A computer can be described as an electronic machine that processes data. At a fundamental level a computer simply accepts input, performs some processing, and produces output. As an example, consider how a computer is used to perform the payroll functions for a small business.
The processing that takes place is the calculation of the pay due each employee. The input to this process is the number of hours worked and rate of pay for each employee, and the output is the employee checks.
The following diagram illustrates this model.
Components of a Computer
The components of a computer are shown in the following diagram.
In the context of structured programming, the primary components of a computer and their relevance are as follows:
Central Processing Unit (CPU): The CPU is the brain of the computer where most calculations take place. It is crucial in structured programming for executing program instructions and logical operations.
RAM (Random Access Memory): This is the primary working memory used by a computer, where data and programs in use are temporarily stored. In structured programming, RAM is vital for storing the state and variables of a program during execution.
ROM (Read-Only Memory): Contains the instructions for booting up the computer and basic operations. It’s less directly involved in structured programming but essential for the overall operation of the system.
Hard Drives/Solid State Drives (HDD/SSD): These are used for long-term data storage, including the storage of program files and related data in structured programming.
Input Devices (Keyboard, Mouse): These are used to input data and commands into the computer. In structured programming, they are essential for user interaction.
Output Devices (Monitor, Printer): These display or output the results of a computer’s processes, including the outcomes of structured programs.
Motherboard: The motherboard connects all of the computer's components and allows them to communicate with each other. It's critical for integrating the CPU, memory, and other components necessary for running structured programs.
Power Supply Unit (PSU): Provides the necessary power to all the computer components. While not directly involved in programming, it is essential for the functioning of the computer.
In structured programming, these components work in unison to execute programs efficiently and reliably, adhering to structured paradigms like sequence, selection, and iteration.
Input and Output on a Computer
When we talk about input and output in computing, we describe all forms of communication between a program on the computer and the outside world, which includes human end users, other programs on the same machine, or other programs running on other computers. Input includes all the data and signals received by the running program. For instance, input can be sent to a program using input devices such as a keyboard or mouse, or can come from other computers, such as when you use your web browser to load in a specific web page. Output on the other hand includes all the signals and data sent from a program. Monitors and printers are prime examples of output devices, but again, output can involve pure data, such as when your web browser sends a request to a web server to receive a web page. The latter immediately illustrates that the same program (a web browser) can involve a series of input and output operations. The same holds for hardware devices, such as a network card or a modem. A particular form of I/O we will be taking a closer look at in this chapter is file I/O, meaning input and output operations that read and write data to files stored on your computer. We can skip the details until we are ready to start dealing with files in Java, but two aspects are worth mentioning:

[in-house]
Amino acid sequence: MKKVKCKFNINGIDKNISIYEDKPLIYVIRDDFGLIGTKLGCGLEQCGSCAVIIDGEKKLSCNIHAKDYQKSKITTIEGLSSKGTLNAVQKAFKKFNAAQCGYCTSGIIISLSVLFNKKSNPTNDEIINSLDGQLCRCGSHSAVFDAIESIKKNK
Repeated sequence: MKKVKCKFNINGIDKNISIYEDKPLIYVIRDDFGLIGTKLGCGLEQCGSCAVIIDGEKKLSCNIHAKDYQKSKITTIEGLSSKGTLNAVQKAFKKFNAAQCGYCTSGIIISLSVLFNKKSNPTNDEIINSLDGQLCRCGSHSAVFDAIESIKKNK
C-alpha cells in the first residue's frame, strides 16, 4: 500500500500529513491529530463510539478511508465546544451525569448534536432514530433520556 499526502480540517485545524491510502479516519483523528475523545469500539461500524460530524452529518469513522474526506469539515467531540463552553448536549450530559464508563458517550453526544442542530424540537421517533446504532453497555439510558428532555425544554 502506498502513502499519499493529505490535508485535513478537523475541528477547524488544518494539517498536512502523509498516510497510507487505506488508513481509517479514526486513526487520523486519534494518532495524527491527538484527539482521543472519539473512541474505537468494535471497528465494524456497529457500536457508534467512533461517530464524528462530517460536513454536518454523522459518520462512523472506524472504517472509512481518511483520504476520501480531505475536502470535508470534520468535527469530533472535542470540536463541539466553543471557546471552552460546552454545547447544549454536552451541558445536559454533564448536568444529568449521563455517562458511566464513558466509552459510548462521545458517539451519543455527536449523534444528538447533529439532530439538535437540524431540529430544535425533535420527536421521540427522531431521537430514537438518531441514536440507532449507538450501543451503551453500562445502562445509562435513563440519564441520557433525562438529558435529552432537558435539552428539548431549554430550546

file modes and
the difference between text and binary files as they apply to programming languages other than Java.
Input and Output
Interaction in programming is described as input/output (I/O). Of course, this communication flows in two directions, one in the form of output, which is information the program provides to outside parties, and the other in the form of input, which is information users provide to the program or information the program reads in from the outside world. It is easy to imagine a multitude of cases where such functionality could be useful. Imagine a program asking the user's name, for instance, or a program asking if it should terminate or ignore an error when something unexpected happens. These aspects are all covered in this chapter. Interaction can happen not only between a program and a human end user, but can also involve other sources of information. Consider, for example, the fact that so far, whenever you closed and restarted a program, all its previous data values were lost. When writing a budget tracking application, you cannot expect your users to leave the program running indefinitely (what if the power goes out?) or expect them to re-enter all the information once they reopen the program. As such, you will also deal with ways of handling I/O between your program and data sources. This chapter covers the most basic of data sources, namely that of a file.
You are now familiar with the various components of a computer.
The next lesson will explain the role of an operating system.